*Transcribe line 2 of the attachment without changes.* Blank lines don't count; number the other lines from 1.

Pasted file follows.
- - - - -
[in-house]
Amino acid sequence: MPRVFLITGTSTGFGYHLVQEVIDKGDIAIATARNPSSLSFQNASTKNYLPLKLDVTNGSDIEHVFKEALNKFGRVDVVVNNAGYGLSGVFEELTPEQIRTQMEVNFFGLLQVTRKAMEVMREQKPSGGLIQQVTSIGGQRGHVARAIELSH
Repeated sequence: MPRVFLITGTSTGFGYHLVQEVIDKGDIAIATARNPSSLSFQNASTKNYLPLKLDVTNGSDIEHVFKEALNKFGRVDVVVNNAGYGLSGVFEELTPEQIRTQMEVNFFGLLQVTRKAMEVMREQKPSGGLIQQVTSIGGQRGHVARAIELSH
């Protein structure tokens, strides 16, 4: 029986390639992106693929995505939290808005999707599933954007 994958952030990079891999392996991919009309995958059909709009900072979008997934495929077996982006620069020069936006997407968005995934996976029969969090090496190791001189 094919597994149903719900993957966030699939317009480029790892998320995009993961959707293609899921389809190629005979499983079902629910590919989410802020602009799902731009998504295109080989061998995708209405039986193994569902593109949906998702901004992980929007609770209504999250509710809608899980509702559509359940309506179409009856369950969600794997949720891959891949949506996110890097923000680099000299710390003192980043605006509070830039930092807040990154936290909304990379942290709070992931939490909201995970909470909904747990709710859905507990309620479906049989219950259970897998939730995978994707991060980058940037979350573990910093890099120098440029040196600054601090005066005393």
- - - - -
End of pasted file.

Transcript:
Amino acid sequence: MPRVFLITGTSTGFGYHLVQEVIDKGDIAIATARNPSSLSFQNASTKNYLPLKLDVTNGSDIEHVFKEALNKFGRVDVVVNNAGYGLSGVFEELTPEQIRTQMEVNFFGLLQVTRKAMEVMREQKPSGGLIQQVTSIGGQRGHVARAIELSH